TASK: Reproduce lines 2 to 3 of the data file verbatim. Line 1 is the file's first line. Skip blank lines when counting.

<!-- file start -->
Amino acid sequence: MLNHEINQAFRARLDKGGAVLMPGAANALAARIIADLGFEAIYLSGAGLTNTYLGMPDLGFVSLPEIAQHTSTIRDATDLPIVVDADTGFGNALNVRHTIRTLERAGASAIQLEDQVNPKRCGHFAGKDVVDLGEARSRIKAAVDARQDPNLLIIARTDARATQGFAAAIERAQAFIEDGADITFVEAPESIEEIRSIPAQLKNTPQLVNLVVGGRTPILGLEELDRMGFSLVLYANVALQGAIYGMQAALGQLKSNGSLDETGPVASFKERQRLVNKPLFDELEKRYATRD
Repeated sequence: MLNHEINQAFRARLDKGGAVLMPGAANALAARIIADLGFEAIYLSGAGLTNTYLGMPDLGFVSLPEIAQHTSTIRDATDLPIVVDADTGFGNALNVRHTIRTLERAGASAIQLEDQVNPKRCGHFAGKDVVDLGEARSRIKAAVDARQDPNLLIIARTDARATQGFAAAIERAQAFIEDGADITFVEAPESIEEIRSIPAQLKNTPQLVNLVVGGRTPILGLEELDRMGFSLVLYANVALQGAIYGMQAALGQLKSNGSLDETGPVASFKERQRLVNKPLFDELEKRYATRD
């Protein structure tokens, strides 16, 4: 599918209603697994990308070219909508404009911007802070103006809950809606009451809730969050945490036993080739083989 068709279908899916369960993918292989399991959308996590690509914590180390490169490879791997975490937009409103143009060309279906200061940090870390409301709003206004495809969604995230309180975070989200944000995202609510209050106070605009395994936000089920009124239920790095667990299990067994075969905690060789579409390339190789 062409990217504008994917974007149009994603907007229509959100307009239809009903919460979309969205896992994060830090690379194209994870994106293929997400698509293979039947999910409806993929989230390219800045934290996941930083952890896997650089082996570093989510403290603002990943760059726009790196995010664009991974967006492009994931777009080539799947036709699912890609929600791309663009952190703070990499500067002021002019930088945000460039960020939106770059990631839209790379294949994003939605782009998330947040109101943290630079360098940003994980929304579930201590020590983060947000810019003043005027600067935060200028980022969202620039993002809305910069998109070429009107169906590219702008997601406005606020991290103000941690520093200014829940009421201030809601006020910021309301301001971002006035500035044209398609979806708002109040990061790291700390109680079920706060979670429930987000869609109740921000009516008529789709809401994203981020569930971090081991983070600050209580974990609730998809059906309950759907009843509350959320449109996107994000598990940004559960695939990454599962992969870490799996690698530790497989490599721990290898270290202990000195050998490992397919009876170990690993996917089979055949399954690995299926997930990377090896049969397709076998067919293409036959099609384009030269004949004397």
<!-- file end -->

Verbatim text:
Repeated sequence: MLNHEINQAFRARLDKGGAVLMPGAANALAARIIADLGFEAIYLSGAGLTNTYLGMPDLGFVSLPEIAQHTSTIRDATDLPIVVDADTGFGNALNVRHTIRTLERAGASAIQLEDQVNPKRCGHFAGKDVVDLGEARSRIKAAVDARQDPNLLIIARTDARATQGFAAAIERAQAFIEDGADITFVEAPESIEEIRSIPAQLKNTPQLVNLVVGGRTPILGLEELDRMGFSLVLYANVALQGAIYGMQAALGQLKSNGSLDETGPVASFKERQRLVNKPLFDELEKRYATRD
């Protein structure tokens, strides 16, 4: 599918209603697994990308070219909508404009911007802070103006809950809606009451809730969050945490036993080739083989 068709279908899916369960993918292989399991959308996590690509914590180390490169490879791997975490937009409103143009060309279906200061940090870390409301709003206004495809969604995230309180975070989200944000995202609510209050106070605009395994936000089920009124239920790095667990299990067994075969905690060789579409390339190789 062409990217504008994917974007149009994603907007229509959100307009239809009903919460979309969205896992994060830090690379194209994870994106293929997400698509293979039947999910409806993929989230390219800045934290996941930083952890896997650089082996570093989510403290603002990943760059726009790196995010664009991974967006492009994931777009080539799947036709699912890609929600791309663009952190703070990499500067002021002019930088945000460039960020939106770059990631839209790379294949994003939605782009998330947040109101943290630079360098940003994980929304579930201590020590983060947000810019003043005027600067935060200028980022969202620039993002809305910069998109070429009107169906590219702008997601406005606020991290103000941690520093200014829940009421201030809601006020910021309301301001971002006035500035044209398609979806708002109040990061790291700390109680079920706060979670429930987000869609109740921000009516008529789709809401994203981020569930971090081991983070600050209580974990609730998809059906309950759907009843509350959320449109996107994000598990940004559960695939990454599962992969870490799996690698530790497989490599721990290898270290202990000195050998490992397919009876170990690993996917089979055949399954690995299926997930990377090896049969397709076998067919293409036959099609384009030269004949004397």